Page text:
Computer Hackers




Computer Hackers

Computer hackers are people who gain remote access (typically unauthorized and unapproved) to files stored in another computer, or even to the operating system of the computer. In the 1950 and 1960s, hackers were motivated more by a desire to learn the operating characteristics of a computer than by any malicious intent. Indeed, in those days hackers were often legitimate computer programmers who were seeking ways of routing information more quickly through the then-cumbersome operating system of computers.

Since then, however, computer hacking has become much more sophisticated, organized, and, in many cases, illegal. Some hackers are motivated by a desire to cripple sensitive sites, make mischief, and to acquire restricted information.

In the late 1990s, several computer hackers attempted to gain access to files in the computer network at the Pentagon. The incidents, which were dubbed Solar Sunrise, were regarded as a dress rehearsal for a later and more malicious cyber-attack, and stimulated a revamping of the military's computer defenses. In another example, computer hackers were able to gain access to patient files at the Indiana University School of Medicine in February 2003.

The threats to civilian privacy and national security from computer hackers was deemed so urgent that the

Ehud Tenebaum leaves a police station near Tel Aviv, Israel, under house arrest with two other Israeli teenagers in 1998 pending charges for the most organized hacker attack ever perpetrated on the Pentagon's computer system. AP/WIDE WORLD PHOTOS.
Ehud Tenebaum leaves a police station near Tel Aviv, Israel, under house arrest with two other Israeli teenagers in 1998 pending charges for the most organized hacker attack ever perpetrated on the Pentagon's computer system.
AP/WIDE WORLD PHOTOS
.

U.S. government enacted the Cyber-Security Enhancement Act in July 2002, as part of the Homeland Security measures in the wake of the terrorist attacks on September 11, 2001. Under this legislation, hackers can be regarded as terrorists, and can be imprisoned for up to 20 years.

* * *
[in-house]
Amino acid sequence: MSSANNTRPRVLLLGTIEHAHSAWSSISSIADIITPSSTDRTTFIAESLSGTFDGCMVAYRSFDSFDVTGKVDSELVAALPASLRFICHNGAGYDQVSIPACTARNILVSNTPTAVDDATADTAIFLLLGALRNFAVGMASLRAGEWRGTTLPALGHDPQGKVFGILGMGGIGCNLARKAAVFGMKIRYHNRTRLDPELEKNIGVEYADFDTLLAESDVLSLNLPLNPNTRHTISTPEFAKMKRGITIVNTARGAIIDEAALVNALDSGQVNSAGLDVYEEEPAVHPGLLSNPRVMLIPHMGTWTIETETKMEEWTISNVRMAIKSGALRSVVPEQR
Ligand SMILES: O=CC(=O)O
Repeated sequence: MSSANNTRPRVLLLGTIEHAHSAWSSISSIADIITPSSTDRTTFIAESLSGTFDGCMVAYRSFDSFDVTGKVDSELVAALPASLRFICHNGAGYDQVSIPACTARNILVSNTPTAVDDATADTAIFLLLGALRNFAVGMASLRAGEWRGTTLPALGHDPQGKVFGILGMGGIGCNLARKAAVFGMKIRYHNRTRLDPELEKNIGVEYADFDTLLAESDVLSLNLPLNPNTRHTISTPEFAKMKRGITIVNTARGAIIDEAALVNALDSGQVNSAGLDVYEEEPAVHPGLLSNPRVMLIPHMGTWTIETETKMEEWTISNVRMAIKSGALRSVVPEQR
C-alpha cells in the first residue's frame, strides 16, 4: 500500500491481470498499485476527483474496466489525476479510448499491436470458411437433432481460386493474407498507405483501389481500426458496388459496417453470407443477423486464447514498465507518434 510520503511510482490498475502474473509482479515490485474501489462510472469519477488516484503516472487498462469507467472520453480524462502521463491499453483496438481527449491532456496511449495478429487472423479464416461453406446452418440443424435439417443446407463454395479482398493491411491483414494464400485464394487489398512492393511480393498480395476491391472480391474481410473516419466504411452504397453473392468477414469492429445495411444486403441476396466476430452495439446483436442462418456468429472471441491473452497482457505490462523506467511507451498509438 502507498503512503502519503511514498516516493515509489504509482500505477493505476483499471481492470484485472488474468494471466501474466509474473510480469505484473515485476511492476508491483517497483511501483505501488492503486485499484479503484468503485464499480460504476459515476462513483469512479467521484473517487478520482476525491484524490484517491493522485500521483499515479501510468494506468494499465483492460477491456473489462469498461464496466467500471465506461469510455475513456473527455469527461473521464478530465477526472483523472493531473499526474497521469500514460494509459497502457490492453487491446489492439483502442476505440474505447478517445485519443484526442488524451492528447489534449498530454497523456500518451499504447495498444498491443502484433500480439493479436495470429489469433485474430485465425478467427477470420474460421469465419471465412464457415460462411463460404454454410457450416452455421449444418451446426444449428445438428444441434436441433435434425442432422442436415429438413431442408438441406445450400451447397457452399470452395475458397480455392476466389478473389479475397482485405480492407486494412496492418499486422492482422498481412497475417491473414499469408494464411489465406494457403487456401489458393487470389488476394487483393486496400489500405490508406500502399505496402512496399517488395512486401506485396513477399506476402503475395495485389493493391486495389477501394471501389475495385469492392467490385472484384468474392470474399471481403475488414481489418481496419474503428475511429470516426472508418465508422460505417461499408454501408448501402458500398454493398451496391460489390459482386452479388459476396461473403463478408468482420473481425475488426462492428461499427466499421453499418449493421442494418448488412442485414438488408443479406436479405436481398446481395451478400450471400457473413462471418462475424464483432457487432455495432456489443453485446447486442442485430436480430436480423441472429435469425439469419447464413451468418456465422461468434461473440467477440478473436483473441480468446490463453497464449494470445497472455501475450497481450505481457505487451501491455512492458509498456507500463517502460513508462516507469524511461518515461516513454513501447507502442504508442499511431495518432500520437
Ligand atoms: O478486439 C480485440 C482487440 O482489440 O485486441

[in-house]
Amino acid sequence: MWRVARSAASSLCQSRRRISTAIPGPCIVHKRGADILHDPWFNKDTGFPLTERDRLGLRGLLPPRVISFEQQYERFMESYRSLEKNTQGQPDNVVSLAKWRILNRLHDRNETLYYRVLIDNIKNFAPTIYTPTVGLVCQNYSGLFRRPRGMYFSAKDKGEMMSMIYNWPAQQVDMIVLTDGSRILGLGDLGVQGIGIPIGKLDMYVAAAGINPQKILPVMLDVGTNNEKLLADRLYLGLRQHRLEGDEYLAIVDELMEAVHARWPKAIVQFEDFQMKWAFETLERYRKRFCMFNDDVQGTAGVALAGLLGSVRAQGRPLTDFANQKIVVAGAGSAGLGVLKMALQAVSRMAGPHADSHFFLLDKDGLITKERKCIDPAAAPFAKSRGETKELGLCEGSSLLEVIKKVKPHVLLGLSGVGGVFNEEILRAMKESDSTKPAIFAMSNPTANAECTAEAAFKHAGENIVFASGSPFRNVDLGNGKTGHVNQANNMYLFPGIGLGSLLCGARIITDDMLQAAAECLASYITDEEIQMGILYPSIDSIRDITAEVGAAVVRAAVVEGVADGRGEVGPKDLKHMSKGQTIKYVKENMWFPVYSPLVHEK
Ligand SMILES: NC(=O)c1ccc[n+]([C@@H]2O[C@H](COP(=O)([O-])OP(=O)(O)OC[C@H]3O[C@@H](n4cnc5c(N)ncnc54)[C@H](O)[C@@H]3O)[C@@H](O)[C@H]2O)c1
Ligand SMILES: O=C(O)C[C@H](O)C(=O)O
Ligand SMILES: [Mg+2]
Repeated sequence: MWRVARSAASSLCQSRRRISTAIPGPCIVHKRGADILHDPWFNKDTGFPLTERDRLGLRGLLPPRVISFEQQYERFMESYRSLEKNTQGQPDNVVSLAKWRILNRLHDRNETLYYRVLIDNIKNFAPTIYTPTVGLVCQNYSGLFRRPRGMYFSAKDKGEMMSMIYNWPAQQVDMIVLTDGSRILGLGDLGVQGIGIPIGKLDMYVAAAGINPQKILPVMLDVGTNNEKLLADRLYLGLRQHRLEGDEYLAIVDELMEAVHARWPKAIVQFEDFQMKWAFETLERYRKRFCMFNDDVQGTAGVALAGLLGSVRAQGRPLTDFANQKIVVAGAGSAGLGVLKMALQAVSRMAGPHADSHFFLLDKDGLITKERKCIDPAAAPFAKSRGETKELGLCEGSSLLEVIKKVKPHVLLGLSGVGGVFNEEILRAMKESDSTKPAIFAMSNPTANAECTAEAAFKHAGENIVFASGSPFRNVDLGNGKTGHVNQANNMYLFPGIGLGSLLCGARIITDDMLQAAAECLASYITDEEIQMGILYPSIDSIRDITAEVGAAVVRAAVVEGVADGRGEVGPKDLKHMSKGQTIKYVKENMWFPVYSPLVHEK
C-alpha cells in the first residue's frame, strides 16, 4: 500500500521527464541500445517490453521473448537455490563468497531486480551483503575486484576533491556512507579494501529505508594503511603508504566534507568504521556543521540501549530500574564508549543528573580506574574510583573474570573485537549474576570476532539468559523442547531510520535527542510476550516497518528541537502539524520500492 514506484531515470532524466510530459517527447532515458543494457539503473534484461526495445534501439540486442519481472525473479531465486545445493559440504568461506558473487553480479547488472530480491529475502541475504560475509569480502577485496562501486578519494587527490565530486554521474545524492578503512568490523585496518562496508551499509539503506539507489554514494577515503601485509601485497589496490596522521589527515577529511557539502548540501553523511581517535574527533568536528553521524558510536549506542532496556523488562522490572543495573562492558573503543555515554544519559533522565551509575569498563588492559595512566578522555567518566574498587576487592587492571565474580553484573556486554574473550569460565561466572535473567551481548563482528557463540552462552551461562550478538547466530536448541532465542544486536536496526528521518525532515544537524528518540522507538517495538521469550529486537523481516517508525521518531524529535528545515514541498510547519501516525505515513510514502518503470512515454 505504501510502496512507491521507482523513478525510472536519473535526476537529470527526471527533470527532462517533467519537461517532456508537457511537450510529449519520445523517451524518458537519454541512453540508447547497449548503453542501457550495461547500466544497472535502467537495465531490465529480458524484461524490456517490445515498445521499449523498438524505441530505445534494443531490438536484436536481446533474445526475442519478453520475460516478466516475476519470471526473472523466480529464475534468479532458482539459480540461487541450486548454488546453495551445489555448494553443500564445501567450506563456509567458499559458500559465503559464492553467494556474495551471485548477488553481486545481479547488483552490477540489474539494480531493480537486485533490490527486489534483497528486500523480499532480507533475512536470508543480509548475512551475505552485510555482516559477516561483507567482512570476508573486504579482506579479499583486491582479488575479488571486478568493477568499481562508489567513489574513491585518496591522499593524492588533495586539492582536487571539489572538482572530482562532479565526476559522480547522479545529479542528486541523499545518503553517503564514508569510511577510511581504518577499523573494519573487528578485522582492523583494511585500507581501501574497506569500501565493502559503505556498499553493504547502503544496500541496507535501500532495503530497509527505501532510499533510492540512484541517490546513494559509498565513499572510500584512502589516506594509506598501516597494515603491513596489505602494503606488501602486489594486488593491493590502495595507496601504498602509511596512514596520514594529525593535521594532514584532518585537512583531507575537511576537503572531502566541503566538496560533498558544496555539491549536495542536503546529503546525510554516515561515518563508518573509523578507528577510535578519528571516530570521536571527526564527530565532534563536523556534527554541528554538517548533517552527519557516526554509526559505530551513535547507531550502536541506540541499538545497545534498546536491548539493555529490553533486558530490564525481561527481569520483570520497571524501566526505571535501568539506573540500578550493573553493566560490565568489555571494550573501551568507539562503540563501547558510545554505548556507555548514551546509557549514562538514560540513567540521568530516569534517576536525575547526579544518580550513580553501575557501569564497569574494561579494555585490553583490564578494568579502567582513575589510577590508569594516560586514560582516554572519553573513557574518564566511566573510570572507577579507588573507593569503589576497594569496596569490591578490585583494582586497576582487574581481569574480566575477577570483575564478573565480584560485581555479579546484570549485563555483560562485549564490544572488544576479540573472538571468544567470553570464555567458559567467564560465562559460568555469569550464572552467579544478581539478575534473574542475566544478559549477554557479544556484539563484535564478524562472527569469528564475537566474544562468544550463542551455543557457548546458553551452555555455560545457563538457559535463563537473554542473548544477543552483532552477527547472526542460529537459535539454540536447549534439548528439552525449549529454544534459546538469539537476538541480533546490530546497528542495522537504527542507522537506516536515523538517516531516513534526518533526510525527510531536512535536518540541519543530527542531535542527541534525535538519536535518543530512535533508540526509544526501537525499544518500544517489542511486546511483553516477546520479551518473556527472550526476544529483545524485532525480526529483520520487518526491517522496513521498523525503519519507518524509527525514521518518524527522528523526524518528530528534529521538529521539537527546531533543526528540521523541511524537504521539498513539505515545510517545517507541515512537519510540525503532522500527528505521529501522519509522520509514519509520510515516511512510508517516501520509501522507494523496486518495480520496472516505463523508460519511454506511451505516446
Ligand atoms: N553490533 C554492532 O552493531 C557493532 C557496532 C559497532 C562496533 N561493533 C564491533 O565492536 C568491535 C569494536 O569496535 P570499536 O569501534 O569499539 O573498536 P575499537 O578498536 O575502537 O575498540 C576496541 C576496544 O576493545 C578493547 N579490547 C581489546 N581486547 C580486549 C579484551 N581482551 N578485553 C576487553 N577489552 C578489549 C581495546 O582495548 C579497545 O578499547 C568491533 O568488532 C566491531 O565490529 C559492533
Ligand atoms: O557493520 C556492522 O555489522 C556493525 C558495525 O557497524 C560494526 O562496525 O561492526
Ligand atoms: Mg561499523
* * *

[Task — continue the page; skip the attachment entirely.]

One tool that a hacker can use to compromise an individual computer or a computer network is a virus. Depending on their design and intent, the consequences of a virus can range from the inconvenient (i.e., defacing of a Web site) to the catastrophic (i.e., disabling of a computer network). Within a few years during the 1990s, the number of known computer viruses increased to over 30,000. That number is now upwards of 100,000, with new viruses appearing virtually daily.

Despite the threat that they can pose, computer hackers can also be of benefit. By exposing the flaws in a computer network, hackers can aid in the redesign of the

Convicted computer hacker Kevin Mitnick, right, after being released from the Federal Correction Institute in Lompoc, California, in 2000, remained under a judge's order barring him from using a computer for a further three years. AP/WIDE WORLD PHOTOS.
Convicted computer hacker Kevin Mitnick, right, after being released from the Federal Correction Institute in Lompoc, California, in 2000, remained under a judge's order barring him from using a computer for a further three years.
AP/WIDE WORLD PHOTOS
.

system to make information more inaccessible to unauthorized access.

█ FURTHER READING:

BOOKS:

McClure, Stuart, Joel Scambray, and George Kurtz. Hacking Exposed: Network Security Secrets and Solutions, 4th ed. Emeryville, CA: McGraw-Hill Osborne Media, 2003.

Spitzner, Lance. Honeypots: Tracking Hackers. Boston: Addison Wesley Professional, 2002.

Wang, Wallace. Steal This Computer Book 3: What They Won't Tell You About the Internet. San Francisco: No Starch Press, 2003.

Warren, Henry S., Jr. Hacker's Delight. Boston: Addison Wesley Professional, 2002.

SEE ALSO

Computer Fraud and Abuse Act of 1986
Cyber Security
Internet Tracking and Tracing




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